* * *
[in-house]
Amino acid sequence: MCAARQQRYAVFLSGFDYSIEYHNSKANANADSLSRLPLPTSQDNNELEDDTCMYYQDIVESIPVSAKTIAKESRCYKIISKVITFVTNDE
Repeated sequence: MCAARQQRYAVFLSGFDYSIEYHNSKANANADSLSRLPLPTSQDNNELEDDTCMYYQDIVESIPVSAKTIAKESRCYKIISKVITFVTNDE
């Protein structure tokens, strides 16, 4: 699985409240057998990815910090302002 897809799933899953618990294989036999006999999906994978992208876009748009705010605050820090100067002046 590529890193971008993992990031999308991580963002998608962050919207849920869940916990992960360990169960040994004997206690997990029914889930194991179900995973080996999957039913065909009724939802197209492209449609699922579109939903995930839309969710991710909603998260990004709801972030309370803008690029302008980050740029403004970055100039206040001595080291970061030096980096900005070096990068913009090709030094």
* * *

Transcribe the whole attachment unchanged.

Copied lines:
[in-house]
Amino acid sequence: MCAARQQRYAVFLSGFDYSIEYHNSKANANADSLSRLPLPTSQDNNELEDDTCMYYQDIVESIPVSAKTIAKESRCYKIISKVITFVTNDE
Repeated sequence: MCAARQQRYAVFLSGFDYSIEYHNSKANANADSLSRLPLPTSQDNNELEDDTCMYYQDIVESIPVSAKTIAKESRCYKIISKVITFVTNDE
């Protein structure tokens, strides 16, 4: 699985409240057998990815910090302002 897809799933899953618990294989036999006999999906994978992208876009748009705010605050820090100067002046 590529890193971008993992990031999308991580963002998608962050919207849920869940916990992960360990169960040994004997206690997990029914889930194991179900995973080996999957039913065909009724939802197209492209449609699922579109939903995930839309969710991710909603998260990004709801972030309370803008690029302008980050740029403004970055100039206040001595080291970061030096980096900005070096990068913009090709030094």